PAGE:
My intention was to find an ad for Freddie Francis’ fantastic Trog, where Gough plays a scientist alongside Joan Crawford, but then I saw this great ad for Horror of Dracula opening at various 20th Century Theatres like the Downtown and the Midtown on June 24, 1958. In Hammer’s second foray into the world of  the characters popularized by Universal in the 1930s, Gough played Arthur Holmwood alongside Christopher Lee’s debonair Dracula.

The above ad claims “all performances will be stopped at a moment of supreme shock so that patrons may prepare themselves for the greater nerve-shattering scenes that follow!” Gotta wonder when, and if that even happened.

Although the film — and its double-bill counterpart The Thing That Wouldn’t Die — were both rated Adult Entertainment, a special children’s matinee was held at the Odeon and Scarboro Theatres on Saturday, June 28. On the Sunday, the Downtown held a midnight show featuring Cry Baby Killer with a young Jack Nicholson and Hot Rod Girl with June Kenny.

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Abbott & Costello at the Downtown Theatre

Posted in Vintage Ads on March 15th, 2011 by Eric Veillette

From September 13, 1955, a Universal double-bill featuring Abbott and Costello Meet The Mummy and This Island Earth playing at various 20th Century Theatres, including the Downtown and the Westwood. Source: Toronto Daily Star.

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Tales from the Downtown Theatre

Posted in Toronto Cinemas on January 6th, 2011 by Eric Veillette

With the awful blaze that decimated the former Empress Hotel at 335 Yonge St. over the weekend, I’ve been thinking about the evolution of the Yonge and Dundas area — the former Yonge Street Strip. One of the most noticeable changes over the past decades is the disappearance of store-front movie theatres and their sky-jutting, neon-lit pylons. In the above day-and-night photos taken by John Wallington in March of 1972, behold the long-forgotten Downtown Theatre, located on what is now the south end of Dundas Square (Streetview shot here).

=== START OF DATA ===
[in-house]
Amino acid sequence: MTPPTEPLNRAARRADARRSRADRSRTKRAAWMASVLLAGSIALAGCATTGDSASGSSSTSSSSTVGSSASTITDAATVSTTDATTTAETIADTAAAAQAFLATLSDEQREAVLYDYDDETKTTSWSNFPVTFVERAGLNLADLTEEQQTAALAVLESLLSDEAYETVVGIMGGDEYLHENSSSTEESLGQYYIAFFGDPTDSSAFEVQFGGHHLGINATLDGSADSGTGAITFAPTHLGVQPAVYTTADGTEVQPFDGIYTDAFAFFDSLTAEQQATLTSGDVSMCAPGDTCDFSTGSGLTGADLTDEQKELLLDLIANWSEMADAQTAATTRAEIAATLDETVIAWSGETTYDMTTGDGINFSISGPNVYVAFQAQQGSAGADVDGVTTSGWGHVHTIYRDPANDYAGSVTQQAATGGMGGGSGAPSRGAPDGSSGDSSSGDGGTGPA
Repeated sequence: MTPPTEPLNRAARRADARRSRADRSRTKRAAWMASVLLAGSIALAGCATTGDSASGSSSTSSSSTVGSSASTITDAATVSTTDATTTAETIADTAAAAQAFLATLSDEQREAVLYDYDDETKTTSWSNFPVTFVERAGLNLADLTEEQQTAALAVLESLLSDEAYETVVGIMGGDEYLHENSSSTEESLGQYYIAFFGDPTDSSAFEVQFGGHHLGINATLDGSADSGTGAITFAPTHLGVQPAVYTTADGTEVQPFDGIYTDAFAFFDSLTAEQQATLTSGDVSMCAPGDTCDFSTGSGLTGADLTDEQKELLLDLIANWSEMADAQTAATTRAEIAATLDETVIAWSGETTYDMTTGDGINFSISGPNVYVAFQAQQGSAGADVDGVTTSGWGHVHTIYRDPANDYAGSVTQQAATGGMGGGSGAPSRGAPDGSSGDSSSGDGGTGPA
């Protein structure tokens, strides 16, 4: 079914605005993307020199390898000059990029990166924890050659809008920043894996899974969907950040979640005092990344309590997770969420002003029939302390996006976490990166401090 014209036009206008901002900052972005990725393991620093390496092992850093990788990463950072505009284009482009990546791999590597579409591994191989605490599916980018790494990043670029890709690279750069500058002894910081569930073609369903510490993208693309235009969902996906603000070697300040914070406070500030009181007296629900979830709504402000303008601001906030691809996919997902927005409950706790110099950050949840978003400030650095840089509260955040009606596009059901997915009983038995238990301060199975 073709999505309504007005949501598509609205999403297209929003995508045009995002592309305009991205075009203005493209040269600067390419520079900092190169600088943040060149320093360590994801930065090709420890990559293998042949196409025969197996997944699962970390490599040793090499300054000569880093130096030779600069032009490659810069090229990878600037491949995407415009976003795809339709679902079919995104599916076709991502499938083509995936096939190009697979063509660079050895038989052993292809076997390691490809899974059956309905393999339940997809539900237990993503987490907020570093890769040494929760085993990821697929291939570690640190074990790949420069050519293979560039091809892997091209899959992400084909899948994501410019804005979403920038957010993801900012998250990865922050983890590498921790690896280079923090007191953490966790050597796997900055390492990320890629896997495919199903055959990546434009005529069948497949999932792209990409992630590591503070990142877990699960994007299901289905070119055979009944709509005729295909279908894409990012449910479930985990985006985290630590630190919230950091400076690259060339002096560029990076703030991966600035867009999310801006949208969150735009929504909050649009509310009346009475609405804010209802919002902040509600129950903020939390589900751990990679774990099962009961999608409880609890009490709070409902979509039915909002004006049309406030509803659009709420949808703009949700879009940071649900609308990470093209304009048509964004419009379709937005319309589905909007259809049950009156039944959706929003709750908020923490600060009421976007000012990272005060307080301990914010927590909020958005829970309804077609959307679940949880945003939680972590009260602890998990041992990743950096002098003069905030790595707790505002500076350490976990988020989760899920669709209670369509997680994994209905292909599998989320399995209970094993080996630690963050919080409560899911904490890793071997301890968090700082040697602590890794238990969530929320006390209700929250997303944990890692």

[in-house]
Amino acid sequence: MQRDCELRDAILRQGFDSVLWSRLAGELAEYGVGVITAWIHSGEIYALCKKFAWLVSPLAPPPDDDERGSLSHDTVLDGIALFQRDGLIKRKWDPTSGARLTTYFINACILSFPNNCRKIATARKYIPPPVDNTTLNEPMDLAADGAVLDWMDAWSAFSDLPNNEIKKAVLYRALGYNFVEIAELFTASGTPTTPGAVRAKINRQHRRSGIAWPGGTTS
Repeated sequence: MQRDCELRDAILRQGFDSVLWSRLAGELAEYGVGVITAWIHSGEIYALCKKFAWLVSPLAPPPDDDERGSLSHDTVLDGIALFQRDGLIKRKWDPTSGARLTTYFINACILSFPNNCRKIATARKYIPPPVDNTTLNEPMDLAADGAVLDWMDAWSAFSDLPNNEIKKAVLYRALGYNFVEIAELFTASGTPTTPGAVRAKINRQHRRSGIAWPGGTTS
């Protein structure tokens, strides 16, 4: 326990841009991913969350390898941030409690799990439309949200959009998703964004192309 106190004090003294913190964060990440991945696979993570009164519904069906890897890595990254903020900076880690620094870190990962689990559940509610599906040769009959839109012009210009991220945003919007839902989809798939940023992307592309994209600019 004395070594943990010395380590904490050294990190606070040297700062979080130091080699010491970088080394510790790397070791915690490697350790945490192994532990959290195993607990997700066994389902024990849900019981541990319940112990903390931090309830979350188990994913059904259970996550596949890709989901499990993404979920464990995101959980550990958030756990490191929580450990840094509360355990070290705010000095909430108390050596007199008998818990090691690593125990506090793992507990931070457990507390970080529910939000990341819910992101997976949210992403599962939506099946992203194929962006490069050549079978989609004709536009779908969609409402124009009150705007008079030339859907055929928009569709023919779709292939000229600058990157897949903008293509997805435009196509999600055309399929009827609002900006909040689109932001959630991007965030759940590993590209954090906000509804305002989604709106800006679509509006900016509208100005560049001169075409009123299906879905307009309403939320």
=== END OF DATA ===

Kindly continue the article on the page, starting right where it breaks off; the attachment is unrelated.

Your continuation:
The Downtown opened in 1948, but is featured here on the opening day of the fantastic Amicus horror film anthology Tales From The Crypt.

In the week leading up to its premiere, newspaper advertisements for the film generated buzz when they announced that the first 500 patrons of the Friday matinee  would receive the Bantam Books novelization of the flick.

Many thanks to John Wallington for the photos.

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Mothra Attacks Toronto!

Posted in Toronto Cinemas on December 11th, 2010 by 32elvismovies

Well, not really. But since Lightbox screened Gojira alongside Mars Attacks last night, I thought I’d dig into the archive and share this June 1, 1962 Toronto Star advertisement for Mothra, the atomic fire-breather’s fellow kaiju. The “most monstrous beast ever created” — which could be referring to Rod Steiger —  played the Downtown Theatre and other screens. Horror and monster fans had plenty to work with that week: the New Toronto Biltmore was showing The Hunchback of Notre Dame, Horror of Dracula, A Bucket of Blood, and depending on your definition of horror, at the Metro, Jerry Lewis in The Errand Boy.